The following Op-Ed appeared today in La Prensa, Panama’s main newspaper. It was written by Jim Cavallaro, Executive Director of the Human Rights Program, and María Luisa Romero, JD ’08, who has been working with the International Human Rights Clinic on prison conditions in Panama since her 2L year.

A fire in the Juvenile Detention Center in Tocumen, Panama, last month claimed the lives of five teenagers.  The fire was apparently caused by tear gas bombs.  Reports indicate that the police laughed at the teenagers as they burned.  The Panamanian government has responded with promises to improve prison conditions, including plans to increase capacity through the construction of new centers.

For those unfamiliar with prison dynamics, the promise of more and better infrastructure may seem like an appropriate response to the problems of the Panamanian prison system.  Although improvements in infrastructure would improve the situation to some extent, the construction of new prisons is an inadequate response, and one that appears to repeat unfortunate pattern in Panama.

For the past five years, the International Human Rights Clinic at Harvard Law School has been studying and documenting conditions in the adult prison system in Panama.  In 2008, the Clinic published an exhaustive report in which we documented not only overcrowding and unhygienic conditions, but also profound institutional failures.  Rather than professional guards, internal prison security is often left to police officers, who are not trained for this work.

We documented reports by prisoners that police threw tear gas bombs into the prisoners’ cells, and we also observed evidence of this inhumane practice ourselves.  We called attention to marked inequalities in the treatment of prisoners, inequalities fostered by prison administrators and others in charge of guarding detainees.

We offered a broad range of measures necessary to bring Panama closer to compliance with its own law and international standards on detention conditions.  These recommendations were the product of two years of research throughout the country, including interviews with hundreds of detainees, prison and judicial authorities, members of civil society and experts on prison management.  Infrastructure development was, indeed, one recommendation we made.  But it was only one of more than forty suggestions.  The fundamental problems in prison administration in Panama, we concluded then, could not be resolved by building more prisons alone.  We presented this argument to Minister Méndez and her team during a meeting this past December.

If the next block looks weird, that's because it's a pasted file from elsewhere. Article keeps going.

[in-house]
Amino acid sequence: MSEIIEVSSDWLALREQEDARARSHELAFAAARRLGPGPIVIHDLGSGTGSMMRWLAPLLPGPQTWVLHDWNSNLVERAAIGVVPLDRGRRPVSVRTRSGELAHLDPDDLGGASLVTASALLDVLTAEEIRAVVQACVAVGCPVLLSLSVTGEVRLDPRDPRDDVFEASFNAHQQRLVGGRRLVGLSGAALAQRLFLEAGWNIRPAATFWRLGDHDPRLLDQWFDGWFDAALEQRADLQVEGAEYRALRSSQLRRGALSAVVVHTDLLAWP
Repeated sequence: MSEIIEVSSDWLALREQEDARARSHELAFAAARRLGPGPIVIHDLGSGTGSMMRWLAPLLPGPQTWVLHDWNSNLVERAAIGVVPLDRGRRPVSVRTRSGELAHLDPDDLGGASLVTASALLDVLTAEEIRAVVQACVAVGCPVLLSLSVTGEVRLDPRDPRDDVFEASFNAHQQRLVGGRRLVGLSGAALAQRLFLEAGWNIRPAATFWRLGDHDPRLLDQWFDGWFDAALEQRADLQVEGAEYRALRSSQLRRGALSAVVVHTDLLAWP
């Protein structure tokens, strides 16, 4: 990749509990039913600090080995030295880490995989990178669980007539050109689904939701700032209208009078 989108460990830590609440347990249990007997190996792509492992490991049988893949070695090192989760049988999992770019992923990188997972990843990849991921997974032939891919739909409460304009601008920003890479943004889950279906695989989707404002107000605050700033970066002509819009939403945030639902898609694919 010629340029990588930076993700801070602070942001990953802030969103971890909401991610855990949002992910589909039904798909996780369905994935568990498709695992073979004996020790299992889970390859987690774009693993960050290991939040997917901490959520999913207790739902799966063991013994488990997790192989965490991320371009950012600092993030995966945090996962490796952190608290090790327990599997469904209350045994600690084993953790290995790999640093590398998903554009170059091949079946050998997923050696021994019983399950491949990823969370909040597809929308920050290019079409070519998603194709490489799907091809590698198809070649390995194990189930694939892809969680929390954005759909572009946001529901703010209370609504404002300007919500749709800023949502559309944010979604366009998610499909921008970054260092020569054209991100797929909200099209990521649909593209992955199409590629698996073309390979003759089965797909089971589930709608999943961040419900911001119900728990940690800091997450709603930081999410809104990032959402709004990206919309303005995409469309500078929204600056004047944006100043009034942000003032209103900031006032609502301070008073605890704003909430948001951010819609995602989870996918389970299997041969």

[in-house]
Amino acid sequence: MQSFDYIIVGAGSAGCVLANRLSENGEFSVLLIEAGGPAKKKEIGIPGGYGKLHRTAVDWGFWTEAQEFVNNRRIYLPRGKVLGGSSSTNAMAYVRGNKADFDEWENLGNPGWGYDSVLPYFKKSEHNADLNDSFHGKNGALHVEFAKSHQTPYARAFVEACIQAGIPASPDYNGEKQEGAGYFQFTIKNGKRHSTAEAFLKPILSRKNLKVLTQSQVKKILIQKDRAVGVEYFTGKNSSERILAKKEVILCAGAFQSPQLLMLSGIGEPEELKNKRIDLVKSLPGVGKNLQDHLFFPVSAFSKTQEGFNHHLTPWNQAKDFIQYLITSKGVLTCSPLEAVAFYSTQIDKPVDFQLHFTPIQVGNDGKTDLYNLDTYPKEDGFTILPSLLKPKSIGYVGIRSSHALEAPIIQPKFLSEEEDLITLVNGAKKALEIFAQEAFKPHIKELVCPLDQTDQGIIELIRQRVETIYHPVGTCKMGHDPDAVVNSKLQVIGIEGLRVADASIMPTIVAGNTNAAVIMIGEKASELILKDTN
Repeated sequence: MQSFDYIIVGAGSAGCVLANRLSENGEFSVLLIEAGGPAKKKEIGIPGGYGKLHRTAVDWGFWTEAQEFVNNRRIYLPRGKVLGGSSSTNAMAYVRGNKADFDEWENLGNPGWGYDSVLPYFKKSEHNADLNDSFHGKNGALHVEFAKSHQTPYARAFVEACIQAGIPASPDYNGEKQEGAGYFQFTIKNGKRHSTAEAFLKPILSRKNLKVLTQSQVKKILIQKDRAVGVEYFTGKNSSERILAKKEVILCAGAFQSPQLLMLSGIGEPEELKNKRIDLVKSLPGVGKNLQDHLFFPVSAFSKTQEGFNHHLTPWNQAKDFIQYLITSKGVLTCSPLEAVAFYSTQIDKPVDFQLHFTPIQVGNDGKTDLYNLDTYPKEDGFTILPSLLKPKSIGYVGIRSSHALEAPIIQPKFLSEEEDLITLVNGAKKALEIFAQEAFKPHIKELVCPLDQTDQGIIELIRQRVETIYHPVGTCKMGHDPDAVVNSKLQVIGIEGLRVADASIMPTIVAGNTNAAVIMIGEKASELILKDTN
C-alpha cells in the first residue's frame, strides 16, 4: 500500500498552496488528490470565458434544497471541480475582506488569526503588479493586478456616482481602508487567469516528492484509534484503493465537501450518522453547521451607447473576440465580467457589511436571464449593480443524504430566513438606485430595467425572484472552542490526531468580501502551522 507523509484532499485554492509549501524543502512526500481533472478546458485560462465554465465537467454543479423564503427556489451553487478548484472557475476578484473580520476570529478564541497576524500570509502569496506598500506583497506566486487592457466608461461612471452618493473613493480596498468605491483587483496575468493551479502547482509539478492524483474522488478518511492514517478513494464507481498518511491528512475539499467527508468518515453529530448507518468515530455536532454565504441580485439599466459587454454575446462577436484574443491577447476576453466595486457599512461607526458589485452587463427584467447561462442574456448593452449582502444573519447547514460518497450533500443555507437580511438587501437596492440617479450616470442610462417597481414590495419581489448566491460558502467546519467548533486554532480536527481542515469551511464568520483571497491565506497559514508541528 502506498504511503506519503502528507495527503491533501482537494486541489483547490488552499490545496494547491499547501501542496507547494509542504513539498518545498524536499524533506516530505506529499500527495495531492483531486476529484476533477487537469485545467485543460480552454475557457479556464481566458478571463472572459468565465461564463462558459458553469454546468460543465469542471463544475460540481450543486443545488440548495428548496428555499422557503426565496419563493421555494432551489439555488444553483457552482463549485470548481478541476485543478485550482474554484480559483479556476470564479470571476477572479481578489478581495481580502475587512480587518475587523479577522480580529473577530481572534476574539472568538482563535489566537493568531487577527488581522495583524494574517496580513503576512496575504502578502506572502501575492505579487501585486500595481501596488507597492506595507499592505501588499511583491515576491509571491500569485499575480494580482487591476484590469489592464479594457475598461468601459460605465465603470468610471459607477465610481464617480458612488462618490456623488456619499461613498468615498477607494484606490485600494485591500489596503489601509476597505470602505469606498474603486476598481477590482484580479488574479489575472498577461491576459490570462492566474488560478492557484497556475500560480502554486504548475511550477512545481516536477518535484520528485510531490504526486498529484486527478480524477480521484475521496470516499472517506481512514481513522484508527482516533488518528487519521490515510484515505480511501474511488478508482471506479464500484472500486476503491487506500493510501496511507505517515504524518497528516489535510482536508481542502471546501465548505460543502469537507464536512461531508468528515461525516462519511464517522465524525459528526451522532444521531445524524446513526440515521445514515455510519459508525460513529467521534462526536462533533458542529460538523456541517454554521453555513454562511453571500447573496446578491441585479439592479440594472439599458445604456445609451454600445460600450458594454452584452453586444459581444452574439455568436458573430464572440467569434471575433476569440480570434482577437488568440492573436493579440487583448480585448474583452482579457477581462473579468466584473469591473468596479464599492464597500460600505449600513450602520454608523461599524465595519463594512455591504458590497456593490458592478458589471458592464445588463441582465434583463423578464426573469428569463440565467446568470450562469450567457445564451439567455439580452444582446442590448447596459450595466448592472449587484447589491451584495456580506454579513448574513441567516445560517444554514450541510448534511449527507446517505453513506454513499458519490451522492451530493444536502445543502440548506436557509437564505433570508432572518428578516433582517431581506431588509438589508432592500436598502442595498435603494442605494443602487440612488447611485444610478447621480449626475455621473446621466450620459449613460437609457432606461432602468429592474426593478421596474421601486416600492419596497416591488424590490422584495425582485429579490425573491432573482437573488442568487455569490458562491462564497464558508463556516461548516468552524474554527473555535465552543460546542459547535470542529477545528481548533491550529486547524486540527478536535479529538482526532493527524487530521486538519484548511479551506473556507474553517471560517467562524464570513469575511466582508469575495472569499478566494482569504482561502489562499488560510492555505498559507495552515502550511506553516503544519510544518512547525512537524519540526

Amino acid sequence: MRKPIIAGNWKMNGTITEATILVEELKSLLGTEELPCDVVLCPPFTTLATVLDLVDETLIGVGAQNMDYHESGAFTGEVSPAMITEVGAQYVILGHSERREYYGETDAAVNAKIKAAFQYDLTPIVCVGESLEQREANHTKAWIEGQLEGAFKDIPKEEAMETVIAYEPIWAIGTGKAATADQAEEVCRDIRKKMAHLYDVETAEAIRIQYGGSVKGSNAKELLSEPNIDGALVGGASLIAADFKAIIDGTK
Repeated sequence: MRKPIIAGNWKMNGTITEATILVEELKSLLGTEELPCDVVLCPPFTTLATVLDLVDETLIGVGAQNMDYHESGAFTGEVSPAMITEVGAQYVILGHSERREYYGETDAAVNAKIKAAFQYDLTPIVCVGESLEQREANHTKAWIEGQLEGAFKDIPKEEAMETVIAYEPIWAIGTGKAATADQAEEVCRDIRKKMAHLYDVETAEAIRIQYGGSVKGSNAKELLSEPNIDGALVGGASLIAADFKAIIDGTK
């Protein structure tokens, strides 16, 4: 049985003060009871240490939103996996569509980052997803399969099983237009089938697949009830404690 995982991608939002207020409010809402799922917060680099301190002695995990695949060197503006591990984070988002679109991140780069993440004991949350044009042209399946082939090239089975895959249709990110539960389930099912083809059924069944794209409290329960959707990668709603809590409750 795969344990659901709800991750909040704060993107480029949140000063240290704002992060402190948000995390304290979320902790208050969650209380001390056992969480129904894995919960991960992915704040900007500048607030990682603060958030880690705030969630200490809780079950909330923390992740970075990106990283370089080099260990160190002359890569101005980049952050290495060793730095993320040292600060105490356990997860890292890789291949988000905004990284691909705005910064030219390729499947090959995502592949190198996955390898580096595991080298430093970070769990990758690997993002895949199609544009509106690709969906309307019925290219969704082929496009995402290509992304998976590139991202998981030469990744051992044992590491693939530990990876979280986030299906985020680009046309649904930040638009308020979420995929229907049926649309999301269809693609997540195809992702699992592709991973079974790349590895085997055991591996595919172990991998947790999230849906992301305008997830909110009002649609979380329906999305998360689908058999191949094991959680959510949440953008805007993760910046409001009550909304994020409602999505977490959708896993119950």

Successful prison reform requires difficult measures.  These measures include the dismissal of corrupt officials, as well as guards and police who use excessive force against those whom they are supposed to protect; the establishment of standards for transparency in prison administration; the establishment of guidelines for prisoner rehabilitation that include the right of prisoners to an education and that ensure that those incarcerated leave prison with concrete opportunities to find decent jobs that will provide them dignified lives; and the investment of time and human resources to ensure that administrators, social workers and guards are well trained.  Building detention centers is often much easier and much less controversial.

We do not doubt the commitment to prison reform and the good will demonstrated by Minister Méndez and her team.  A prison training academy and improved rehabilitation programs are steps in the right direction.  But we are concerned about the emphasis the government is placing on the issue of prison infrastructure.  The emphasis has failed elsewhere in Latin America—most notably, perhaps, in Brazil, where the state of São Paulo initiated a massive prison construction project in the 1990s only to see prison overcrowding and violence reach record levels a decade later.  That violence culminated in the May 2006 uprising that paralyzed South America’s most important city.

Everything indicates that different, or even better, infrastructure would not have prevented the tragedy in Tocumen.  Better training and better systems for prosecuting and controlling abuses, along with a deeper and more serious commitment on the part of those who guarded these young detainees would have gone much further.  We urge the government to learn the right lessons from this experience.  The incident at the Tocumen Center was a tragedy that many foresaw and that cannot be allowed to happen again.